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Kit-bashed roof structure

Posted by Mikkel , in Construction, The Depot 25 March 2010 · 3,222 views

Buildings Depot
Posted Image

The roof structure for the "The depot" has been underway for some time as I've been busy with other things, but it is now nearing completion (sketches of the goods depot can be found here). My original idea was for a large single span roof, but after ploughing through photos and obtaining some sound advice from fellow RMwebbers (thanks Posted Image) I decided on multiple lesser spans instead, of which two are visible on the layout.



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The structure is built from a variety of modified components sourced from old Airfix/Dapol, Rovex/Hornby, Ratio/Peco and Heljan kits, thereby encompassing quite a bit of British railway modeling history! I initially envisaged something scratchbuilt and rather more finescale, but I know from experience that I need to keep things simple to sustain momentum, so in the end I opted for some extensive kit-bashing.



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A selection of the components used. Clockwise from top left are parts from the Airfix canopy glazing (I bought in a number of these kits), support columns from an old Rovex footbridge kit (still to be added), some ornate ironwork from a Heljan station kit (also to be added) and leftover bits from the Ratio canopy conversion that I did for 'The Bay'.



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The Airfix canopy kit appears to have been designed in 1959. Is it perhaps among the oldest model railway products still on the market, along with the other ex-Airfix kits?


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The original pattern of the Airfix roof trusses (top) seemed inappropriate in this context, so these were changed to indicate a Howe pattern instead (bottom). Various leftover parts from Ratio kits were used to add detail and hide joins.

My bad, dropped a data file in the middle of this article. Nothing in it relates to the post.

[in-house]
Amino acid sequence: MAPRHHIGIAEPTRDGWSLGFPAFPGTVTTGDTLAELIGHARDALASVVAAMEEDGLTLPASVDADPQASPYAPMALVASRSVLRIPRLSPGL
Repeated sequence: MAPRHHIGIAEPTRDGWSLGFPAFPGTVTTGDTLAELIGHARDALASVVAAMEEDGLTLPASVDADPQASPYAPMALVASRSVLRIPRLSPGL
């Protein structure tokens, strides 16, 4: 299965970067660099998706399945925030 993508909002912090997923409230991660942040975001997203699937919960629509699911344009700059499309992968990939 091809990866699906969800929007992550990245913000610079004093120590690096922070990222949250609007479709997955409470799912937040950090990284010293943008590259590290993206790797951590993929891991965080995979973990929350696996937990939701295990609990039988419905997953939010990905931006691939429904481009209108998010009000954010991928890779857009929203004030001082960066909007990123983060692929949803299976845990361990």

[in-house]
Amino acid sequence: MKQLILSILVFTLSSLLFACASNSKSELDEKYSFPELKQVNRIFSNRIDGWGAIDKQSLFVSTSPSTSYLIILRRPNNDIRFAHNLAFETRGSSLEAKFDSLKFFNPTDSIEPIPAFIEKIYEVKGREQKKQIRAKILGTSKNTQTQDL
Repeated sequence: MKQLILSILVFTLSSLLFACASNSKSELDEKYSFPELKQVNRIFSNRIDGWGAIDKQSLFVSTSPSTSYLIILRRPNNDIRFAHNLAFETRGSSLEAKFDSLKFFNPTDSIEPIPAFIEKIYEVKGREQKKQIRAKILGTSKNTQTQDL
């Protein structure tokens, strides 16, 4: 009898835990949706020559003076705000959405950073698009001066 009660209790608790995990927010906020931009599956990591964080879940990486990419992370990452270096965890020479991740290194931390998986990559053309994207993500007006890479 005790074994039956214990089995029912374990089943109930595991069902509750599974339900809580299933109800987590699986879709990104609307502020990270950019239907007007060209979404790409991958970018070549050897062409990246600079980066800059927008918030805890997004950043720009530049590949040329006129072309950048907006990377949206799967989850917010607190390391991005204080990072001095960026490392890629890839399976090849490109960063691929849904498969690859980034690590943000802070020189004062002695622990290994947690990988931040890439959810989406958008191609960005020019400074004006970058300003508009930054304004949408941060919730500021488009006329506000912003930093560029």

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The rooflights still need a bit of work, but the basics are in place. They will hopefully let in lots of light, which is important in a small box-like layout such as this. I suppose it's all a bit chunky in places, but I'm hoping to improve this with some strategic weathering and detailing later on.
  • Like x 2
  • Craftsmanship/Clever x 1





That looks superb - the next best thing to scratch building, must be bastardising a few kits and you have blended them seamlessly!

I think the quality of light and shadows through the trusses will be delightful.

As ever, great work Mikkel and a really enjoyable post to read.

Pete
Very impressive. Looking forward to seeing how you do the panels / glazing as I still have mine to do :)
Nice! Pillars in the six foot?
Is this for an engine shed? Remember that in late steam days, many sheds lost either the whole, or part of the roof. You could leave out some glazing to see better.
Clever idea with the Airfix trussing. I bought a lot of these kits for the junction station on my old layout but never got around to building them. Had been wondering how to use them on my new project to produce something with a GW flavour. Again - well done.

Rovex
Thanks all for your comments, much appreciated.

Alcazar: I can see why you ask, it does look like a loco shed. But it's actually for a goods depot, of which the layout shows one half (sketches here).